A report commissioned by the Secretary of State for Health (Jeremy Hunt) was released last week. The report, Building a culture of candour, makes some strong recommendations for Mr Hunt to consider. The report addresses how the duty of candour should be framed and recommends that an organisational duty of candour should apply to all harm that is not defined as low, in other words, harm that causes moderate or severe injury or death. I was pleased to see this (see my last blog: Why restrict a duty of candour?).

This positive recommendation is, however, jeopardised by the small print. The report suggests that the Government look at ways to minimise the possibility that explanations given to harmed patients by medical staff can subsequently be used as evidence to support a negligence claim. Put differently, the duty of candour should not help harmed patients to succeed in civil claims for compensation. The logic behind this is to prevent a flood of new litigation. This cannot be right. If a key aim behind the duty of candour is to restore patients’ faith in the NHS, how can a patient be prevented from using information obtained through it to seek compensation for damages that they may be entitled to?

Peter Walsh, chief executive of the charity Action Against Medical Accidents, commented on this issue in The Times. He said: “It’s misconceived and grossly unfair. You get to know the truth but you can’t do anything with it”.

The report says that the Government should consider systems used in other countries, including Australia. Under Australian apology laws any open disclosure to a patient about an adverse incident cannot be used in litigation so long as the informing medical staff do not apportion blame or state that they are liable for harm (see: www.rcseng.ac.uk/policy/.../austrailian-open-disclosure-framework). A policy from Western Australia suggests that medical staff be careful not make an admission of liability citing two examples:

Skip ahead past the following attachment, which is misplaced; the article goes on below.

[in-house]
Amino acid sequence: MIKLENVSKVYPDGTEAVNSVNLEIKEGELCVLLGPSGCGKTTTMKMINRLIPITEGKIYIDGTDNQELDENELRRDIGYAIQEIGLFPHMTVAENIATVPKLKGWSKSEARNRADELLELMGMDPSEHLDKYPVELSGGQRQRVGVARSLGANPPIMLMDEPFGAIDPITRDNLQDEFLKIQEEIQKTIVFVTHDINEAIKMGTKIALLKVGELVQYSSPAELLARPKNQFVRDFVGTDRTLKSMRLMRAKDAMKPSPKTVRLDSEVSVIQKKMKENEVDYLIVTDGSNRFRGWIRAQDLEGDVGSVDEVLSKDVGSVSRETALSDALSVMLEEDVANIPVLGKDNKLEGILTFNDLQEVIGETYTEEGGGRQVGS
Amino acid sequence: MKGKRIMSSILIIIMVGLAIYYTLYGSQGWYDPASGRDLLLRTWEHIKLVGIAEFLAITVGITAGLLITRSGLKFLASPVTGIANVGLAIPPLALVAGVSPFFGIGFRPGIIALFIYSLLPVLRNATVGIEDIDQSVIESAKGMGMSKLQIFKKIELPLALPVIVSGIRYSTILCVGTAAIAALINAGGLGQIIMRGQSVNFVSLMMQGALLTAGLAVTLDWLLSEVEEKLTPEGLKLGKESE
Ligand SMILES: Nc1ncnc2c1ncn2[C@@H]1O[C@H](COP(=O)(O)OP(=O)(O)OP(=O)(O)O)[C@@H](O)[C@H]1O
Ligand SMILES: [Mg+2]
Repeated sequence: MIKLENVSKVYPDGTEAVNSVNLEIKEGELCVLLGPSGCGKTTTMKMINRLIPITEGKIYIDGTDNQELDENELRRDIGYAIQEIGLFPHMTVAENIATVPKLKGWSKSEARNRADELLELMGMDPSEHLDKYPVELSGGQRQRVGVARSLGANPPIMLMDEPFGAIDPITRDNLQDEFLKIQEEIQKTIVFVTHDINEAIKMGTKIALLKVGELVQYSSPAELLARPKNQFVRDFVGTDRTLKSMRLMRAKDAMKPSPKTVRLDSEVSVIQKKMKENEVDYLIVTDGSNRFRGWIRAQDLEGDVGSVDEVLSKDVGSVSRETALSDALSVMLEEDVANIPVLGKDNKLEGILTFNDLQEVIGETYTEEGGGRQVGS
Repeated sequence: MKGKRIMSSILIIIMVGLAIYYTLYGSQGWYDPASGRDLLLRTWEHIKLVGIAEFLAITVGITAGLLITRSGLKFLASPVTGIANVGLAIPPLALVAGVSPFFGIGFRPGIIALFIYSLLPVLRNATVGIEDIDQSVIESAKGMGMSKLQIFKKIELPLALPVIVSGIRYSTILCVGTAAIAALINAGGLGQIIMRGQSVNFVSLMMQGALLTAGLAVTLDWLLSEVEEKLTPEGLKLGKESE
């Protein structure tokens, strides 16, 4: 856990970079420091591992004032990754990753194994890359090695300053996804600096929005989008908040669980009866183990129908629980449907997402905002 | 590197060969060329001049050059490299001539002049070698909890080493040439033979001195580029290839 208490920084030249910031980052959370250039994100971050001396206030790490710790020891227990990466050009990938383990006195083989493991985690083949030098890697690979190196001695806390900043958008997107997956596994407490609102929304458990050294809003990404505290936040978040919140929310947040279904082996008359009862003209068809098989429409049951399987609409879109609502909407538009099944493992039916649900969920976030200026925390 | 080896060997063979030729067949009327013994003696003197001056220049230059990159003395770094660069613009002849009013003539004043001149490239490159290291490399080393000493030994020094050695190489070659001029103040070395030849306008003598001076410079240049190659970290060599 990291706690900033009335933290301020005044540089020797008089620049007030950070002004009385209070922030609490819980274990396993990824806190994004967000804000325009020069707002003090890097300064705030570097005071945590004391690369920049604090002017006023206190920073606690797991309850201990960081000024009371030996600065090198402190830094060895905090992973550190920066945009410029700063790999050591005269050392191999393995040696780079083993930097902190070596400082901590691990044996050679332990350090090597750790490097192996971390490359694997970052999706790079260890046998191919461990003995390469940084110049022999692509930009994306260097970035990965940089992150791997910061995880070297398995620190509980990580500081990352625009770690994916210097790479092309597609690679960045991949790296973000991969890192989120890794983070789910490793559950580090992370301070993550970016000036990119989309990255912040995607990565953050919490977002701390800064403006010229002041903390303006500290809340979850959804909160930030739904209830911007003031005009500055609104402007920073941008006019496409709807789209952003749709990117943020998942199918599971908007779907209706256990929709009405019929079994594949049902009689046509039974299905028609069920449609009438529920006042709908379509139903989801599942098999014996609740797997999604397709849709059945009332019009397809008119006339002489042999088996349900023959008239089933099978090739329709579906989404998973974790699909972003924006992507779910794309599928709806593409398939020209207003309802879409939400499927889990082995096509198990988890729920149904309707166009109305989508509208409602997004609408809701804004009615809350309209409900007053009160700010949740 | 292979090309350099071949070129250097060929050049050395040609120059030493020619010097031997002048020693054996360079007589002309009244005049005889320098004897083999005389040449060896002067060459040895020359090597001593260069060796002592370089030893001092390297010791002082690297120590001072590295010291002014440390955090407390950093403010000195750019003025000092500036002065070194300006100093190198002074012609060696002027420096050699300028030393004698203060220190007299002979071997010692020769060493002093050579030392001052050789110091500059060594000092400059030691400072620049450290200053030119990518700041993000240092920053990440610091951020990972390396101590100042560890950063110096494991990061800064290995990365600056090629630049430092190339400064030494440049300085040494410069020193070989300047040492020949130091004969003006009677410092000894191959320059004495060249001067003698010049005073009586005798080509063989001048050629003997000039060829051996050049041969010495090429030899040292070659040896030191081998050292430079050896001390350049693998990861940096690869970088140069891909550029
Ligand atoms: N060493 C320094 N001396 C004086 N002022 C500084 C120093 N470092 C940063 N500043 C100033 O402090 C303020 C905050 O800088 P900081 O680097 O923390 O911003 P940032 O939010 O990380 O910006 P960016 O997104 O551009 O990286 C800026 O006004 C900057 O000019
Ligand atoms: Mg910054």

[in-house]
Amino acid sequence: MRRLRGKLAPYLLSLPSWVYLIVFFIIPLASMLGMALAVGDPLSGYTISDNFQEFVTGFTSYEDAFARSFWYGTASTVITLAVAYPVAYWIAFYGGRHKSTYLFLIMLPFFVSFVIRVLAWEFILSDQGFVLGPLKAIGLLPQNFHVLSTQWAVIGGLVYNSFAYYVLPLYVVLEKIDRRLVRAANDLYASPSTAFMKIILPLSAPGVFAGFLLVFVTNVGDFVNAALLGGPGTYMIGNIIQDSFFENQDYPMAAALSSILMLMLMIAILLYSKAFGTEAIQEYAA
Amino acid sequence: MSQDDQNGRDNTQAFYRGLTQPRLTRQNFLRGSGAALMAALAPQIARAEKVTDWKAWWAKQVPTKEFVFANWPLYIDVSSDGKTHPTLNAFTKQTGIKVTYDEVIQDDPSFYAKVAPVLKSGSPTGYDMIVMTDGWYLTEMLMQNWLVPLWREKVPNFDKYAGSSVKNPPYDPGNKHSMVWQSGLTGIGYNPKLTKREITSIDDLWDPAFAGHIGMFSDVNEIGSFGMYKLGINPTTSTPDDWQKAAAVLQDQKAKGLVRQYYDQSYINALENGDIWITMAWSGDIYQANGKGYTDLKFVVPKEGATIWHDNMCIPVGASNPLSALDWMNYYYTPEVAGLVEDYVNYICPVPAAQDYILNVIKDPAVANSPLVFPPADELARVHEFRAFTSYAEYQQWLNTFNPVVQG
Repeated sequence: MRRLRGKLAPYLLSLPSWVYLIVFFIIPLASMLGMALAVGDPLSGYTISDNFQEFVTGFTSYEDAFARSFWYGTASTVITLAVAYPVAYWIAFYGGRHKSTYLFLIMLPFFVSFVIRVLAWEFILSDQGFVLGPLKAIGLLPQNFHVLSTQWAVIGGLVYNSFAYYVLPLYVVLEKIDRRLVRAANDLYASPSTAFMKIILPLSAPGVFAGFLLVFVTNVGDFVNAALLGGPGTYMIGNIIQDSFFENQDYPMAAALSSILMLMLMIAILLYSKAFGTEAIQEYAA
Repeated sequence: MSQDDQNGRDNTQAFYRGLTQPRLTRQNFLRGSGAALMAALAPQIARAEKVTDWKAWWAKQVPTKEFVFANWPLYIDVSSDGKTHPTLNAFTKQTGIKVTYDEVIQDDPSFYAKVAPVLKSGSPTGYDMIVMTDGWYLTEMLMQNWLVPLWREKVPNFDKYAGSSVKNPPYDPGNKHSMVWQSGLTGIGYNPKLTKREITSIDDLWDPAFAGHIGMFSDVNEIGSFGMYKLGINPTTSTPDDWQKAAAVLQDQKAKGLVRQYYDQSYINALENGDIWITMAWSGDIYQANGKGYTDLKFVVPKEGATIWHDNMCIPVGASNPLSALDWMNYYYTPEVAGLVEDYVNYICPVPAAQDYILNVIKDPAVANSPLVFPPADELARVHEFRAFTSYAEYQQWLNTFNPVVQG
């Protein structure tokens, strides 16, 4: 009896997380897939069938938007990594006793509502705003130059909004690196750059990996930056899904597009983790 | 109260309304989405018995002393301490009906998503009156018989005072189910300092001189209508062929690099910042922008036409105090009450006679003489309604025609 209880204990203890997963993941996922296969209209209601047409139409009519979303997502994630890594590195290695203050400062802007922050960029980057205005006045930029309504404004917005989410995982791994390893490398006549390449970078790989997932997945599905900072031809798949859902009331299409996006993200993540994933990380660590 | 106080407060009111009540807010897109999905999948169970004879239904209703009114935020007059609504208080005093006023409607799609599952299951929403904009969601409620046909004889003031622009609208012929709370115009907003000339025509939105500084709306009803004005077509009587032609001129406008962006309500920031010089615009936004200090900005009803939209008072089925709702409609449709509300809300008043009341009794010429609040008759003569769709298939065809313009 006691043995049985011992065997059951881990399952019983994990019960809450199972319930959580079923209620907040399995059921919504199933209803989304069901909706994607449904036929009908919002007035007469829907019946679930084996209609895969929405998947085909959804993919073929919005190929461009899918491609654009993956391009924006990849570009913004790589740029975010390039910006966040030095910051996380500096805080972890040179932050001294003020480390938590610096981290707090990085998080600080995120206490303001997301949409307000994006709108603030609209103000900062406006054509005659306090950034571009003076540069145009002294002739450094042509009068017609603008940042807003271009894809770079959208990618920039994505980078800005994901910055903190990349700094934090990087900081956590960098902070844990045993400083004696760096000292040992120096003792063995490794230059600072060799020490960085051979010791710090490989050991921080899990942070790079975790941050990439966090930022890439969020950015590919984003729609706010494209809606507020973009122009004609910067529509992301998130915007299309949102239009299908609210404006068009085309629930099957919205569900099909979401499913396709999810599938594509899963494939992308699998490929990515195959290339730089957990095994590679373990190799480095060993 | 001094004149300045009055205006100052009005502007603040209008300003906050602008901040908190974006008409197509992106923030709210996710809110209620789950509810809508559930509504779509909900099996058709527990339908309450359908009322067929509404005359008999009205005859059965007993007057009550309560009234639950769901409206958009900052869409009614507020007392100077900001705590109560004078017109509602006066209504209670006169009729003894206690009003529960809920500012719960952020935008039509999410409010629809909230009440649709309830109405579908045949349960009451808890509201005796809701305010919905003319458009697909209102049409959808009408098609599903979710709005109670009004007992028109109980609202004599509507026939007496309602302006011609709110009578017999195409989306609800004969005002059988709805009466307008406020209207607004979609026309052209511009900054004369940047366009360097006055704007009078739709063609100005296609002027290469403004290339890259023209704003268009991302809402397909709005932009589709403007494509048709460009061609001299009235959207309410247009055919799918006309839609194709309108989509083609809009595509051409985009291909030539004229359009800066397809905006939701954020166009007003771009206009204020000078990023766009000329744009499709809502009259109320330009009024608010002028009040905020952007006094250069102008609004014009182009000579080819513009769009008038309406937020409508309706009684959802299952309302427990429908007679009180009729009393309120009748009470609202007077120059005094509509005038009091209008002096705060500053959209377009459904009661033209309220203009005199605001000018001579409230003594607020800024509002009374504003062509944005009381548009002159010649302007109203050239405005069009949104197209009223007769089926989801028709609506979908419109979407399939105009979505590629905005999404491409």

• Statement of Fact: “You were told that you had breast cancer and a mastectomy was performed. Test results of the breast tissue show that there was no cancer in the breast that was removed”.
  • Admission of Liability: “I made a terrible mistake. I removed your breast but now we know that you didn’t have breast cancer. It is all my fault”. 

Are medical staff comfortable implementing this? One view from the Australian Commission of Safety and Quality in Healthcare suggests that despite the protection of apology laws, the most powerful barrier to open disclosure is still the apprehension held by medical staff about legal risks associated with being open (see: www.miiaa.com.au/__files/f/6431/Luke%20Slawomirski.pdf). 

Mr Hunt will have to consider the effectiveness of apology laws in the UK. My concern is that such laws would de-rail the potential of an unfettered duty of candour to restore patients’ and practitioners’ faith in their NHS. There is also a real danger that such laws would protect the interests of NHS Trusts above and beyond patients’ rights to know the truth. 

The duty of candour should not become bogged down by the perception that it will lead to increased litigation because the limited research available actually contradicts this view (see: https://www.ecu.edu.au/__data/.../86_Allan_OD_Literature_Review.pdf).  

Australia led the way with their open disclosure policy but I do not think implementing similar apology laws in the UK will satisfy the public’s ever growing desire to change a deep rooted and unhealthy culture embedded within the NHS.